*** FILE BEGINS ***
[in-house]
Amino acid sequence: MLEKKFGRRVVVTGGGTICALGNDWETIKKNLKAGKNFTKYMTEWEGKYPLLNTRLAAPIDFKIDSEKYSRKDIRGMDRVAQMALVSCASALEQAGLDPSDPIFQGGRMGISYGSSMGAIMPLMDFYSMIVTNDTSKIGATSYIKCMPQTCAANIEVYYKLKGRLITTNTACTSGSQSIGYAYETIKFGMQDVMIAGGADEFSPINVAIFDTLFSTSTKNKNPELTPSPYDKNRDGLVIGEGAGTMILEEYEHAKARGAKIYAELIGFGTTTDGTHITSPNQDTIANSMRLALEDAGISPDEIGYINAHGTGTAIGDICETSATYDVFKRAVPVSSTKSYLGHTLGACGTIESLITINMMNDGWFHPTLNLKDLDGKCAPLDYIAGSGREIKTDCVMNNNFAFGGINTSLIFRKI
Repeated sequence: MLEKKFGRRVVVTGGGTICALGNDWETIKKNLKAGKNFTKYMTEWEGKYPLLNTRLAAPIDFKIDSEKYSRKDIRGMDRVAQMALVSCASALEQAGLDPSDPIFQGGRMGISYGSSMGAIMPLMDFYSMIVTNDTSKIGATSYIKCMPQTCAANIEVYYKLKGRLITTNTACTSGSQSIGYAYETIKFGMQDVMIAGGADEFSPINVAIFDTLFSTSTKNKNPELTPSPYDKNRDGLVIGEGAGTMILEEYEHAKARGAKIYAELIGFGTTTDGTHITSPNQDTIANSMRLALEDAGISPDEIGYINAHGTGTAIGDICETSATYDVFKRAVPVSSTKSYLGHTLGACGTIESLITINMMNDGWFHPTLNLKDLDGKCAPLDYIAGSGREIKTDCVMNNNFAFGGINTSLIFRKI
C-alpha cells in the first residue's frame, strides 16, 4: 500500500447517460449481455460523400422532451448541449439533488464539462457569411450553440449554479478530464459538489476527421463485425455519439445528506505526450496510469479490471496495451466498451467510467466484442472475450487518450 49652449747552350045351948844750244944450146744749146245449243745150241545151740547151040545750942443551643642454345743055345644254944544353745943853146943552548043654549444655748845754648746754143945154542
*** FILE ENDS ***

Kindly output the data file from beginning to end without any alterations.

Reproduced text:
[in-house]
Amino acid sequence: MLEKKFGRRVVVTGGGTICALGNDWETIKKNLKAGKNFTKYMTEWEGKYPLLNTRLAAPIDFKIDSEKYSRKDIRGMDRVAQMALVSCASALEQAGLDPSDPIFQGGRMGISYGSSMGAIMPLMDFYSMIVTNDTSKIGATSYIKCMPQTCAANIEVYYKLKGRLITTNTACTSGSQSIGYAYETIKFGMQDVMIAGGADEFSPINVAIFDTLFSTSTKNKNPELTPSPYDKNRDGLVIGEGAGTMILEEYEHAKARGAKIYAELIGFGTTTDGTHITSPNQDTIANSMRLALEDAGISPDEIGYINAHGTGTAIGDICETSATYDVFKRAVPVSSTKSYLGHTLGACGTIESLITINMMNDGWFHPTLNLKDLDGKCAPLDYIAGSGREIKTDCVMNNNFAFGGINTSLIFRKI
Repeated sequence: MLEKKFGRRVVVTGGGTICALGNDWETIKKNLKAGKNFTKYMTEWEGKYPLLNTRLAAPIDFKIDSEKYSRKDIRGMDRVAQMALVSCASALEQAGLDPSDPIFQGGRMGISYGSSMGAIMPLMDFYSMIVTNDTSKIGATSYIKCMPQTCAANIEVYYKLKGRLITTNTACTSGSQSIGYAYETIKFGMQDVMIAGGADEFSPINVAIFDTLFSTSTKNKNPELTPSPYDKNRDGLVIGEGAGTMILEEYEHAKARGAKIYAELIGFGTTTDGTHITSPNQDTIANSMRLALEDAGISPDEIGYINAHGTGTAIGDICETSATYDVFKRAVPVSSTKSYLGHTLGACGTIESLITINMMNDGWFHPTLNLKDLDGKCAPLDYIAGSGREIKTDCVMNNNFAFGGINTSLIFRKI
C-alpha cells in the first residue's frame, strides 16, 4: 500500500447517460449481455460523400422532451448541449439533488464539462457569411450553440449554479478530464459538489476527421463485425455519439445528506505526450496510469479490471496495451466498451467510467466484442472475450487518450 49652449747552350045351948844750244944450146744749146245449243745150241545151740547151040545750942443551643642454345743055345644254944544353745943853146943552548043654549444655748845754648746754143945154542